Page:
I would have liked this post to have been an elaborate tribute to one of the most remarkable personalities in European cinema, but will have to settle for paying my respects through an underrated gem from Claude Chabrol, "Alice ou la dernière fugue" [Eng. Title: Alice or the Last Escapade]. I hesitate to address Sylvia Kristel merely as a Dutch actress - she was a phenomenon, only comparable, perhaps, to someone like Marilyn Monroe in terms of being the object of near universal adulation and infatuation of her era. She was also influential in spawning a whole 'industry' on the back of her success - every "Emmanuelle" has strived to recreate the elegance and mystery of the character created by Sylvia Kristel. Emmanuelle was Ms. Kristel's gift to male youth of the 70's, one for which they would forever be grateful. Her recent passing may have been quite untimely, but she can rest assured of the indelible legacy she had left behind - changing men's perception of female sensuality, and furthering feminist goals. Dear Emmanuelle - may you rest in peace..!
Form is temporary, but class is permanent - I think it was a sports writer who said that. But I think it holds true to creative endeavours as well. Claude Chabrol was going through a bit of a crisis during the seventies - he was working on different genres but not exactly going places. Because people wanted him to do films he'd hitherto been famous for - murder mysteries. Several elegant pieces made during the period weren't well received, and "Alice" was one among them. While the film may not be his masterpiece, this modern adaptation of Alice in Wonderland is nevertheless a well conceived gem that oozes class. Sylvia Kristel also may not have been the most gifted of actresses, but as the eponymous Alice, she gives her character an air of mystery and a determination that makes this film tick. Alice here is no longer the innocent and curious type, but a worldly-wise modern woman wanting to make a fresh start after a failed marriage.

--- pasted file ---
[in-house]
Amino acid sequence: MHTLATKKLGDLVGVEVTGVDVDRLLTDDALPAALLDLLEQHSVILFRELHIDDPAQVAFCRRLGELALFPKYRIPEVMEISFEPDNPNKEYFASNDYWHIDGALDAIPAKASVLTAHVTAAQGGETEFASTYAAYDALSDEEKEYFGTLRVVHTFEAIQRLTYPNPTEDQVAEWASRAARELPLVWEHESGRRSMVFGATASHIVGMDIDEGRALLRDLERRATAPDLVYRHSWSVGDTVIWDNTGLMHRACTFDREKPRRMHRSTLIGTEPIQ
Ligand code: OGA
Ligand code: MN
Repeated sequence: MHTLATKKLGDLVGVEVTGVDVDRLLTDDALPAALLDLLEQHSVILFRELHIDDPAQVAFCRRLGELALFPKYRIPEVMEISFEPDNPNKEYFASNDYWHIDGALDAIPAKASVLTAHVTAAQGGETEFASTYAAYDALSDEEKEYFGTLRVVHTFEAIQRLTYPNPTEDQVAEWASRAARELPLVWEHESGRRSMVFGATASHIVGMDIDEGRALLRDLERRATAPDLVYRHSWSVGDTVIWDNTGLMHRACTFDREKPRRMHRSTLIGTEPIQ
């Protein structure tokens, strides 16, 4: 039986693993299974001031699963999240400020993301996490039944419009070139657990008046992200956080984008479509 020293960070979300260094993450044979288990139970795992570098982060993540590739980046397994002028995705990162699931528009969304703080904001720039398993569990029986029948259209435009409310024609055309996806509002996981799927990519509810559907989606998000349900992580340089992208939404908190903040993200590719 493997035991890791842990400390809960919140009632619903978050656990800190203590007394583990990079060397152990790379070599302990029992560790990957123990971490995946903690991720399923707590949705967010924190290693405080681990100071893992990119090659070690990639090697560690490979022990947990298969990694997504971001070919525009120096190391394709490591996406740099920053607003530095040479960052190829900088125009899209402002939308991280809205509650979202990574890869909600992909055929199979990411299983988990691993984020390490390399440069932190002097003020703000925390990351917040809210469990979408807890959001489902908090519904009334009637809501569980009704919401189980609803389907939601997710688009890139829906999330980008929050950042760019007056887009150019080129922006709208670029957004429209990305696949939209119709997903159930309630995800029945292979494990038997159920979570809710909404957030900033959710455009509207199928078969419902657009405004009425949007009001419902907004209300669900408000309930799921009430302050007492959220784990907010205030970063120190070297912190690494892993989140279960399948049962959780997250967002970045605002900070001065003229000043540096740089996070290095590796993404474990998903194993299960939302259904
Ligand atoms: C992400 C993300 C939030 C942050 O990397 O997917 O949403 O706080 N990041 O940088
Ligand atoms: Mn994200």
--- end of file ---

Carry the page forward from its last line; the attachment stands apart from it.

The story starts with Alice breaking-up with her husband one night and setting off in pouring rain. A shattered windscreen forces her to seek shelter at a nearby manor, where she's invited to stay for the night by its owner Henri and his butler. The following morning, she wakes up to find no one at the house, but her car has been fixed and breakfast laid at the table. But when she tries to leave, she couldn't find the gates through which she entered last night, and since then every attempt at leaving would bring her back to the same manor, making her realise that she's an unwilling participant in someone's wicked game.
Chabrol recreates an atmosphere of unease and impending fate surprisingly through light images and stunning colour - the stills will bely the horror fantasy that it is, yet every scene will be tinged with anguish. There's an enormous amount of meaningful detail in the imagery if you're willing to indulge yourself. Right from the snail on the windshield, to the reading room, and Alice's red dress (what an elegant dress by the way!), it is a feast for the eyes. The music and cinematography ably assist the tone of the film, and despite the fact that this is one of Chabrol's more unusual works, he has once again showcased his sheer mastery of cinema as a medium. Fittingly he had dedicated this film in memory of Fritz Lang. "Alice" is definitely a Chabrol classic, desperately in need of rediscovery, and therefore, Highly Recommended Viewing..!
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The Nudity: Sylvia Kristel
There is a scene in the film when Alice first notices that she is being watched, when she is about to get into the bath. Sylvia Kristel briefly displays her physical charms in all its stunning glory in this scene. She hears a voice when she's about to get into the bath, realising for the first time that she is being watched. My DVD is letterboxed and I don't think it has ever been mastered in true anamorphic widescreen. So I took the liberty of enhancing this special scene to 720p.